MIAMI — Trips to convenience-stores have rebounded in 2021 as COVID-19 pandemic concerns have eased, up 4%, according to IRI. One driver that kept traffic steady throughout is to buy tobacco products.
Industry experts shared their insights with c-store retailers and suppliers at CSP’s Tobacco/OTP and CBD Forum, which was held from Nov. 17 through 19 in Miami.
Here are three highlights from their presentations …
Navigating the Cannabis Landscape
Selling cannabis is complicated, especially when cannabis is federally illegal but authorized at the state level, said Johnathan Havens, partner at Washington, D.C., and Baltimore-based Saul Ewing Arnstein and Leher LLP.
Thirty-eight states have authorized the sale of medical cannabis, and 19 of those states also have authorized recreational or “adult use” cannabis, Havens said. Other states are considering establishing such programs; however, marijuana is still illegal under federal law.
Havens described the difference between the cannabis plant family and its species, including hemp and marijuana. Hemp is the strain of cannabis that is grown for agricultural products while marijuana is known for the flowering tops of the plant, which are typically bred to have a high tetrahydrocannabinol (THC) content. Hemp contains 0.3% or less of THC and is what’s typically used in cannabidiol (CBD) oil, he said.
Per the 2018 Farm Bill, hemp was made federally legal under the Controlled Substances Act (CSA). However, one of the biggest misconceptions coming out of the bill is that now that hemp is legal, people can do whatever they want with it and its derivatives, Havens said. Then-U.S. Food and Drug Administration (FDA) Commissioner Scott Gottlieb said the legislation did not change the agency’s authority to regulate products containing cannabis or cannabis-derived compounds under the Federal Food, Drug and Cosmetic (FD&C) Act.
It’s also unlawful under the FD&C Act to introduce food containing added CBD or THC into interstate commerce, among other restrictions, he said. But enforcing CBD products is not top of mind for the FDA.
“Essentially, the federal government is taking a hands-off approach as long as it’s not crossing state lines,” Haven’s said.
Retailers are also less likely to hear from the FDA if the cannabis products they sell are not making aggressive treatment claims, Havens said.
Havens laid out the three levels of risk when it comes to selling CBD. No to low risk would be not selling CBD at all, or to only sell topicals in states that permit them.
A low to moderate risk would be selling topicals and ingestibles in states that permit them and to make soft claims regarding products. A moderate to high risk would be selling topicals and ingestibles in all 50 states without regards to state-specific requirements and making aggressive therapeutic claims regarding products, he said.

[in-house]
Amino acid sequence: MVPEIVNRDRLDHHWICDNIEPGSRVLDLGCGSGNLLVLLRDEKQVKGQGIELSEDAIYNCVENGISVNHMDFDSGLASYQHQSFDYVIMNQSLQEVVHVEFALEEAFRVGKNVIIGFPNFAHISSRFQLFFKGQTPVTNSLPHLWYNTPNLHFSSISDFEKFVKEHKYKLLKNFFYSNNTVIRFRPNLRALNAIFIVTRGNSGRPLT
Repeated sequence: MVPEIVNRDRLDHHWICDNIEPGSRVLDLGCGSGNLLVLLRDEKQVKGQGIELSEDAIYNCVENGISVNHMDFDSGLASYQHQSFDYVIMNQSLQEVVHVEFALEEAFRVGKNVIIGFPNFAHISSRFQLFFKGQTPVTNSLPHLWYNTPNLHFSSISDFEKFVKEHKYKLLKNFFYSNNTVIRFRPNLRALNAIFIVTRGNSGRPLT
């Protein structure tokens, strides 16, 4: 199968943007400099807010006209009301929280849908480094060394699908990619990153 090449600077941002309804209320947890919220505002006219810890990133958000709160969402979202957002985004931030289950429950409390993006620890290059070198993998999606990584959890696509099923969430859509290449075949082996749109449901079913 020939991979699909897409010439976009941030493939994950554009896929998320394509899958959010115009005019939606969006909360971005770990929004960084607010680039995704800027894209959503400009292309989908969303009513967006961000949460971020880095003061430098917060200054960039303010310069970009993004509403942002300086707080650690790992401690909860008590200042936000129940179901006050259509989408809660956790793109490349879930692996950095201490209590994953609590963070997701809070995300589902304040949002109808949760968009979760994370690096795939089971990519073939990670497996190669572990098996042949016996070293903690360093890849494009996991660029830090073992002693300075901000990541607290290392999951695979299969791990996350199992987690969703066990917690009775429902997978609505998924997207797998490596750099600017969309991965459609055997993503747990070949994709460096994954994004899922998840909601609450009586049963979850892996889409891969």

When identifying what products to sell in their stores, retailers should look for a responsible brand, ask for copies of its licensing documents and third-party testing documents and ask the brand if it offers protection and support, Havens said.
The C-Store Consumer
Almost three in 10 c-store consumers purchase tobacco products when they come into the store, said Donna Hood Crecca, principal at Chicago-based research firm Technomic, CSP's sister company. These consumers are nearly evenly split when it comes to gender and more than half are white, or non-Hispanic/Latino, according to a Technomic survey.
Frequent tobacco users are slightly less likely to work from home, “so they had slightly less disruption in their lives than other consumers,” Crecca said.
When it comes to how these customers choose one c-store over another for their tobacco product, the top decision drivers are whether the consumer’s preferred brand is available, if it’s in a convenient location, if there are low prices, quick service and a wide variety of products, she said.
Millennials make up the largest group of tobacco buyers in c-stores at 37%, followed by baby boomers at 28%, Gen Xers at 22% and Gen Zers by 13%.
CBD purchasers have slightly different demographics. About 28% of c-store patrons purchase CBD from any type of retailer or online one time a month, Crecca said. About 46% of the consumers are male, while 54% are women.
Millennials make up most of these purchases at 44% followed by Gen Zers at 28%, Gen Xers at 19% and baby boomers at 13%, she said.
Cost is the primary deterrent to purchasing CBD in c-stores, Crecca said. Forty percent of respondents said the expect CBD would be more expensive in c-stores, 33% said they don’t think of c-stores for CBD products and 30% said they do not trust c-stores as retailers for CBD products.
Top Sales Drivers
The top five categories by dollar sales really don’t change in the c-store channel, said Larry Levin, executive vice president of thought leadership at Chicago-based market research firm IRI. The cigarette, beverage/alcohol, energy drink, carbonated beverage and smokeless tobacco categories contribute 63% of sales for the convenience channel.
Cigarettes account for the most sales at $56.4 billion, and smokeless sales were at $8.5 billion for the last year, Levin said. Cigarette growth was only up a fraction though, 0.3%, while smokeless showed 6.2% growth.
Electronic cigarettes, while a smaller segment, showed 20.1% growth. More than other growth leaders like meat snacks, sports drinks, nonchocolate candy and spirits/ale, Levin said.
“These kinds of data really emphasize the importance that the nicotine segment provides to the c-store channel,” he said.
Consumers are coming to the c-store channel more than any other to buy their cigarettes, cigars and electronic nicotine devices, Levin said.
For example, while cigarettes are 75% of c-store’s tobacco sales, 86% of the sales of cigarettes happen in c-stores for the channels that IRI covers, which doesn’t include tobacco shops, Levin said.